For the fourth time this year, an inmate's lethal injection did not go as planned. Last night, it was Arizona, but the state has company.
An Ohio inmate took 25 minutes to die in January. In Oklahoma, there were two apparent botches: In one, an inmate said, "I feel my whole body burning," and in another, the prisoner took more than 40 minutes to die.
But Arizona's execution took even longer. Joseph Wood's execution began at 1:52 p.m., and he died nearly two hours later at 3:49 p.m.
The reports from eyewitnesses were grisly. Here is what an Arizona Republic reporter wrote:
He gulped like a fish on land. The movement was like a piston: The mouth opened, the chest rose, the stomach convulsed. And when the doctor came in to check on his consciousness and turned on the microphone to announce that Wood was still sedated, we could hear the sound he was making: a snoring, sucking, similar to when a swimming-pool filter starts taking in air, a louder noise than I can imitate, though I have tried.
It was death by apnea. And it went on for an hour and a half. I made a pencil stroke on a pad of paper, each time his mouth opened, and ticked off more than 640, which was not all of them, because the doctor came in at least four times and blocked my view.
After an hour with Wood still alive, his attorneys called a federal judge, asking him to put a stop to the execution. Judge Neil Wake said he was "very concerned that suspending the execution may do more harm than good," according to a transcript of the call obtained by Andrew Cohen with the Marshall Project.
Three of the four botched lethal injections used a drug called midazolam. One of them used pentobarbital, the drug that Missouri uses. The common denominator, though, is secrecy.
All of those states attempt to shield the supplier of the drugs from disclosure, a practice that medical experts have argued is dangerous for the inmate. A St. Louis Public Radio investigation revealed in December that Missouri was resorting to a pharmacy that wasn't licensed, at the time, to sell in the state. The pharmacy had also been cited in the past by regulatory agencies.
For a while this week, it seemed like Wood's execution might not take place. A federal appeals court ruled that information about the drug should be disclosed under the first amendment and the execution should be put on hold.
Given the small impact the injunction will have on the state, the importance of First Amendment rights generally, and the critical importance of providing the public with the information it needs to debate the most severe form of punishment that exists, we conclude that the balance of equities tips sharply in Wood’s favor...The recent history in Arizona does not provide a reliable source of data as to its current method of execution, underscoring the need for transparency.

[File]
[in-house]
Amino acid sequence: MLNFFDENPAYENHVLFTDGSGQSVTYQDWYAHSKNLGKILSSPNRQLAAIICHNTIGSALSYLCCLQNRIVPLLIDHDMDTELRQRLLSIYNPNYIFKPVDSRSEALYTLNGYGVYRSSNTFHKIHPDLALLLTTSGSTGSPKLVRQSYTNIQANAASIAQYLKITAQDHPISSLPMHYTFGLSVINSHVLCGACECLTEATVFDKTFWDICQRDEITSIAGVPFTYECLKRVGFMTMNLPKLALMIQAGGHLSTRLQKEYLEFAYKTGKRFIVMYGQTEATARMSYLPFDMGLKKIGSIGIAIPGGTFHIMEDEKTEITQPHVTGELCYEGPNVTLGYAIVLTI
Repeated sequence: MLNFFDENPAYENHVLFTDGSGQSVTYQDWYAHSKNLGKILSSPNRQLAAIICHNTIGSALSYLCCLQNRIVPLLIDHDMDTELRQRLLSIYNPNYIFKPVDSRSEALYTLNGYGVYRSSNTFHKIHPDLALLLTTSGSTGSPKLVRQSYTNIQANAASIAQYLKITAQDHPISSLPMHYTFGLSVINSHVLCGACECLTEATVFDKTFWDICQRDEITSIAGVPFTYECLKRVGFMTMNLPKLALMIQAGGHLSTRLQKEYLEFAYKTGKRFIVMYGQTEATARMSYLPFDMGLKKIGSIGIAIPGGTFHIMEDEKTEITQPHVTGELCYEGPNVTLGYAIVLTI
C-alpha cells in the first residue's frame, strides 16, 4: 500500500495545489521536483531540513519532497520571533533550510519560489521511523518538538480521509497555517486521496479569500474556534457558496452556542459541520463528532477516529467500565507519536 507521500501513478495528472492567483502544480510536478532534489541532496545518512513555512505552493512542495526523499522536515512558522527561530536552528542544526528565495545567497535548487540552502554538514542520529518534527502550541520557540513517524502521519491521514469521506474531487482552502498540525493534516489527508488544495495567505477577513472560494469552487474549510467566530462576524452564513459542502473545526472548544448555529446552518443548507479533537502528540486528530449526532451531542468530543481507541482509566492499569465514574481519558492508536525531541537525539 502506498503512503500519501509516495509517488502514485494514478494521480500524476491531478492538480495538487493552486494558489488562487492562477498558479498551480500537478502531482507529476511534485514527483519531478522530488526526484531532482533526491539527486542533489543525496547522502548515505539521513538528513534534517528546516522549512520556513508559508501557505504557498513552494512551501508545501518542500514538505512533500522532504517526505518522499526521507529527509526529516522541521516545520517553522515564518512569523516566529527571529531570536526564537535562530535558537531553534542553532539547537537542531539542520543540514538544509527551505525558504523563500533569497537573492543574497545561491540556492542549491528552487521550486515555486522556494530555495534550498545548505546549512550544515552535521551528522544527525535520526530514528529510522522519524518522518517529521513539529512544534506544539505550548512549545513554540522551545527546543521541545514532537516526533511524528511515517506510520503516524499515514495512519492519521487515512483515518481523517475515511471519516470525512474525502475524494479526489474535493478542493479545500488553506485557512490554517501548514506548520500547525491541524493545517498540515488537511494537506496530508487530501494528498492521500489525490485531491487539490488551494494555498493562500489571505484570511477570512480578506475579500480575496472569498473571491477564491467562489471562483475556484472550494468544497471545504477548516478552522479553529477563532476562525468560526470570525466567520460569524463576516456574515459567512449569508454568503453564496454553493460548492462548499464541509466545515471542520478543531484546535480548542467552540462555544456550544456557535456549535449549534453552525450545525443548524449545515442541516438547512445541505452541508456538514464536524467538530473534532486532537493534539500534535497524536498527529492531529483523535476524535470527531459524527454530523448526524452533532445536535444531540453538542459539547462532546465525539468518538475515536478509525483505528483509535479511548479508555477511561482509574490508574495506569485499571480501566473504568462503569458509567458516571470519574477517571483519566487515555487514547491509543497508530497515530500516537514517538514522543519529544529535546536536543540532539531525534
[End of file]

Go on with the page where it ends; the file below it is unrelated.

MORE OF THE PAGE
In a noteworthy dissent, Judge Alex Kozinksi (an appointee of President Ronald Reagan) criticized lethal injections and advocated for the return to firing squads.
The enterprise is flawed. Using drugs meant for individuals with medical needs to carry out executions is a misguided effort to mask the brutality of executions by making them look serene and peaceful — like something any one of us might experience in our final moments. But executions are, in fact, nothing like that. They are brutal, savage events, and nothing the state tries to do can mask that reality. Nor should it. If we as a society want to carry out executions, we should be willing to face the fact that the state is committing a horrendous brutality on our behalf.
But the stay wouldn't last. The U.S. Supreme Court removed the impediment, and Arizona was free to attempt its execution yesterday.
As Andrew Cohen points out in The Week, the result wasn't surprising.
The heart of this story is the dead man, the way he died, and the way his grisly death was so predictable given what we all know about the sorry state of lethal injections in America today. Arizona didn't just experiment on Wood. It experimented on him without ever subjecting its planned experiment to any sort of independent review.
Speaking of an independent review, it appears so far that there won't be one for what happened in Arizona. Similar to Oklahoma, Arizona's governor is asking the Department of Corrections to conduct its own review.
So here's another situation where we have execution-secrecy policies combined with officials investigating themselves.— Matt Pearce (@mattdpearce) July 24, 2014
Gov. Jan Brewer said Wood did not suffer. A spokesperson for the Arizona Attorney General's office went so far as to say it was "quite peaceful."
“This is in stark comparison to the gruesome, vicious suffering that he inflicted on his two victims — and the lifetime of suffering he has caused their family,” Brewer said.
“This man conducted a horrific murder, and you guys are going, ‘Let's worry about the drugs,'” Richard Brown, Debra Dietz's brother-in-law, told reporters. “Why didn't they give him a bullet, why didn't we give him Drano?”
By many measures, a bullet would be better for the inmate. Amherst law professor Austin Sarat calculates that about 7 percent of lethal injections are botched -- a higher rate than any other method employed since the 19th century.
This history of botched executions suggests whatever benefits we think we are bringing when we invent and deploy new execution methods may be illusory. A close look at executions in America suggests that despite our best efforts, pain and potential for error are inseparable from the process through which the state extinguishes life — and that the conversation about capital punishment needs to take that fact into consideration.
Missouri's next execution is scheduled for Aug. 6. It will be the state's seventh execution this year.
Follow Chris McDaniel on Twitter: @csmcdaniel